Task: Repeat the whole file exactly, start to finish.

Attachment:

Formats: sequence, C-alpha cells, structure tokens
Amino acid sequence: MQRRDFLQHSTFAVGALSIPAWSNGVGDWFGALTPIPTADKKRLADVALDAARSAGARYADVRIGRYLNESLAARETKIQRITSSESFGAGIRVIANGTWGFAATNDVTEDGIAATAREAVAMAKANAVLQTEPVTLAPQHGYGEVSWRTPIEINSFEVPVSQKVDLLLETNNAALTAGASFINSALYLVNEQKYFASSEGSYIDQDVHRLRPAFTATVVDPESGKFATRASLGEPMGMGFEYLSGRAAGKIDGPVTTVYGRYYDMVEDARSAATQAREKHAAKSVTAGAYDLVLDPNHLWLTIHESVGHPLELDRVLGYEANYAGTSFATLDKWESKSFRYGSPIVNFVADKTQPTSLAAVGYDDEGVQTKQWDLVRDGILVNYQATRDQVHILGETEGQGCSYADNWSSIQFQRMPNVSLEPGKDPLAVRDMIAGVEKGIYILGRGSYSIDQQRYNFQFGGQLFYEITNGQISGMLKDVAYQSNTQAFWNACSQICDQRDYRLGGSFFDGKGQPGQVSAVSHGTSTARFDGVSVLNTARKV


Formats: sequence, C-alpha cells, structure tokens
Amino acid sequence: MQRRDFLQHSTFAVGALSIPAWSNGVGDWFGALTPIPTADKKRLADVALDAARSAGARYADVRIGRYLNESLAARETKIQRITSSESFGAGIRVIANGTWGFAATNDVTEDGIAATAREAVAMAKANAVLQTEPVTLAPQHGYGEVSWRTPIEINSFEVPVSQKVDLLLETNNAALTAGASFINSALYLVNEQKYFASSEGSYIDQDVHRLRPAFTATVVDPESGKFATRASLGEPMGMGFEYLSGRAAGKIDGPVTTVYGRYYDMVEDARSAATQAREKHAAKSVTAGAYDLVLDPNHLWLTIHESVGHPLELDRVLGYEANYAGTSFATLDKWESKSFRYGSPIVNFVADKTQPTSLAAVGYDDEGVQTKQWDLVRDGILVNYQATRDQVHILGETEGQGCSYADNWSSIQFQRMPNVSLEPGKDPLAVRDMIAGVEKGIYILGRGSYSIDQQRYNFQFGGQLFYEITNGQISGMLKDVAYQSNTQAFWNACSQICDQRDYRLGGSFFDGKGQPGQVSAVSHGTSTARFDGVSVLNTARKV